Following a series of recent fatal shark attacks in Western Australia, the state government implemented its controversial pre-emptive shark mitigation strategy, a $6.85 million program that involves the installation of baited drumlines to catch and cull sharks measuring over 3 metres in length.
The Government’s stance: cull or be killed
The Western Australian government has begun strategically setting up drumlines with 72 baited hooks at a distance of 1 kilometre from the shoreline of several popular beaches, enabling any sharks of the minimum 3 metre length that are caught by the hooks to be “humanely destroyed”. Only one day after the drumlines were deployed, the controversial catch-and-kill operation claimed its first victim on Australia Day, a three metre female tiger shark.
Supporters of the culling program argue that the government is simply fulfilling its duty of care towards its citizens by attempting to reduce the risk of shark attacks and improve public safety on the state’s beaches. The government also maintains that the recent shark attacks in the area have detracted from the perceived safety of local marine recreational activities, which constitute a strong drawcard for the state’s domestic and international tourism industry. In this respect, it fears that further deterioration in the public’s confidence in the safety of its beaches deriving from any further shark attacks would have negative consequences for the tourism industry.
Are humans deadlier than sharks?
Indeed, given the number of recent shark attacks, a perception has been created that the threat to public safety has increased over the past few years. Yet, without detracting from the seriousness of individual incidents, it must be remembered that the overall likelihood of shark attacks still remains negligible.
Research indicates that the increasing number of shark attack incidents occurring each year does not necessarily derive from an increase in the shark population, but is rather attributable to the greater amount of time that people are now spending in the water, the increased popularity of water-based fitness and recreational activities, as well as Western Australia’s burgeoning population, which is growing at a rate higher than any other Australian state.
In fact, when put in perspective, shark attacks constitute far from the leading cause of death on our coastlines. A 2013 report from Surf Life Saving Australia indicates that, with 121 instances occurring annually, there is a much higher risk of drowning on the coast than being bitten or killed by a shark. A study from the University of New South Wales also reveals that rip currents claim an average of 21 lives annually in Australian waters, compared with only one death caused by sharks each year.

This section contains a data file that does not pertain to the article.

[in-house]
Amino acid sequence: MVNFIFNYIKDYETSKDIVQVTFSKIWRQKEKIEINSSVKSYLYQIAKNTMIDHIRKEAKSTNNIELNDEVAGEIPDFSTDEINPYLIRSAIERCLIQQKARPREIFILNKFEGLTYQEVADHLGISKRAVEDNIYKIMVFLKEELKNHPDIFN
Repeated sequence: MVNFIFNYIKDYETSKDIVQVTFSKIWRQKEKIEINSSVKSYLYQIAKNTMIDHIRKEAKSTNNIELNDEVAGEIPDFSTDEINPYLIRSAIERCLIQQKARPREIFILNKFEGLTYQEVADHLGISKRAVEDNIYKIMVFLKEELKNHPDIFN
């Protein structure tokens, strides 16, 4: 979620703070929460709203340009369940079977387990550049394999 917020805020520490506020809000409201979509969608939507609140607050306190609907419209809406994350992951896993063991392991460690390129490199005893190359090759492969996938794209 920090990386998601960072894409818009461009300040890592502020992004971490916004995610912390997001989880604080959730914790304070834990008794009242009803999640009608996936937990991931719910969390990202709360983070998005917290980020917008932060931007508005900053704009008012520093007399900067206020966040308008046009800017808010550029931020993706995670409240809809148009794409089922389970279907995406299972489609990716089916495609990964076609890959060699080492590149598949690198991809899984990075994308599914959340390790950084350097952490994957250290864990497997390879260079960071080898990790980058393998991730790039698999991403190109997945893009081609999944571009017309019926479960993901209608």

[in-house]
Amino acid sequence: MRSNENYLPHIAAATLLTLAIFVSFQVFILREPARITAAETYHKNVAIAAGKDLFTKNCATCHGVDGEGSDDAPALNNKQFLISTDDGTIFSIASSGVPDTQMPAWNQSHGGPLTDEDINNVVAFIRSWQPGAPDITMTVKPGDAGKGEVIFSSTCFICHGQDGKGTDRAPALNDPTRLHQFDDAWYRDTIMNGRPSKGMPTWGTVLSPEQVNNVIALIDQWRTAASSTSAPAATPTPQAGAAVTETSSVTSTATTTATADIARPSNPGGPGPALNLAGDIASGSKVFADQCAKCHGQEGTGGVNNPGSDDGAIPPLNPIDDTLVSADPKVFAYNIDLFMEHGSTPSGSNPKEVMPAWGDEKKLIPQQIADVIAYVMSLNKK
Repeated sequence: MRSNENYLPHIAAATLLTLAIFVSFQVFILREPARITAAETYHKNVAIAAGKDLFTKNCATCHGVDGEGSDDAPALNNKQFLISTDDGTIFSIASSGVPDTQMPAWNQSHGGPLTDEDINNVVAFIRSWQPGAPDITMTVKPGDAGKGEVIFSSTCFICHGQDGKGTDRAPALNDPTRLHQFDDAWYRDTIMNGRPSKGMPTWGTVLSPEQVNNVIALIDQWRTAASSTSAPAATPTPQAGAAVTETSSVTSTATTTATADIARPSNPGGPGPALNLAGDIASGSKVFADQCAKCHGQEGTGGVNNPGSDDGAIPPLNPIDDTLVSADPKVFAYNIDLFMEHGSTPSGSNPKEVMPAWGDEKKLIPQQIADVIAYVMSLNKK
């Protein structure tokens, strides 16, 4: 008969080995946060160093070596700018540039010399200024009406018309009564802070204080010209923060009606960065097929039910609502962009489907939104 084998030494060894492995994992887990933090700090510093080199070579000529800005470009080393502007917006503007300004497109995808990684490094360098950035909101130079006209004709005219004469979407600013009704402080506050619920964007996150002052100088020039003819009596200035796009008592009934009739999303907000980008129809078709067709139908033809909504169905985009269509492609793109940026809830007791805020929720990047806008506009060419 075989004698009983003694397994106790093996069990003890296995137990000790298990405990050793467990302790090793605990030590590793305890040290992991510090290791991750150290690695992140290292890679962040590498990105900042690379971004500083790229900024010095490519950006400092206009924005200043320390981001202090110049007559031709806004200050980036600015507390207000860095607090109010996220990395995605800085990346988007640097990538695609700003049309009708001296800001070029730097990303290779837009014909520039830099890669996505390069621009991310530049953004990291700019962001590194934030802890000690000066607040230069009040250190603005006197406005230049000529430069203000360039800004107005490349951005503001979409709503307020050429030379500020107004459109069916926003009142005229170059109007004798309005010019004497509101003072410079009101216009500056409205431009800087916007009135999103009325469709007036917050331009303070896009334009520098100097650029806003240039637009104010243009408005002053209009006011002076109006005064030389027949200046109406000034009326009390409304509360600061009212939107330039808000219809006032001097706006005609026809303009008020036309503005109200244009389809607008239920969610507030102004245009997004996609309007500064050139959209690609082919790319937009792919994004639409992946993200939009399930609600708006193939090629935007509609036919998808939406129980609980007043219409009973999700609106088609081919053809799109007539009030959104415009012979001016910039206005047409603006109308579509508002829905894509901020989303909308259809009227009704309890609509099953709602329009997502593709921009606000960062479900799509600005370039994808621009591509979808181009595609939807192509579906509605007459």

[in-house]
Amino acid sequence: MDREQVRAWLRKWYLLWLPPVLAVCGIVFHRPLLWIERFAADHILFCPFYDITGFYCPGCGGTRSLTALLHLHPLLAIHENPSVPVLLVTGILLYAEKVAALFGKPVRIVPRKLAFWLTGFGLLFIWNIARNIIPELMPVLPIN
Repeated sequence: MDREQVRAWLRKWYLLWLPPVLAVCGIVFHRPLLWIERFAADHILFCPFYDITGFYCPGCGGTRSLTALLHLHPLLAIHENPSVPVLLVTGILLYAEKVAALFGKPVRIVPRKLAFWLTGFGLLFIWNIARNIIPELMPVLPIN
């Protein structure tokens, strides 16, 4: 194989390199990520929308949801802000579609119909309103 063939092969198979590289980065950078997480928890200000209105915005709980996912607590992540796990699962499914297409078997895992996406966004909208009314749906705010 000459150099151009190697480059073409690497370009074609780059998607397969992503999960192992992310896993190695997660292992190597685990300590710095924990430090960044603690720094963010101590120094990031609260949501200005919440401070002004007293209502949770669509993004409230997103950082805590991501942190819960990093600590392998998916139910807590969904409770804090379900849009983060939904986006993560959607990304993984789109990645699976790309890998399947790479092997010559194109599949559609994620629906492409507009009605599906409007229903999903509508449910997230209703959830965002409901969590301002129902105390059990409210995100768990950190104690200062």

The statistical unlikelihood of shark attacks is not the only point that culling opponents have raised. Many have pointed to the fact that the program targets marine species that are considered, both domestically and internationally, to be in need of protection from human interference. For instance, one species of shark that, due to its naturally large size, will be particularly affected by the government’s shark mitigation strategy is the great white shark. This shark is listed as a protected species under the Convention on International Trade in Endangered Species of Fauna and Flora and the Convention on Migratory Species. After years of being hunted for its fins and teeth and being killed as bycatch by commercial fisheries, the great white shark is thought to be more threatened than the tiger, with only a few thousand remaining in the world’s oceans.
This shark species is also protected as vulnerable under domestic law. In fact, in order for the culling strategy to be implemented, the state government needed to obtain an exemption from federal environmental protection legislation designed to protect threatened species, such as the iconic great white shark. The irony of this situation has been repeatedly emphasised by protestors at several of the rallies that recently took place throughout the country, at which a collective total of more than 10,000 people nationwide demanded that the government cease its use of baited hooks in Western Australian waters.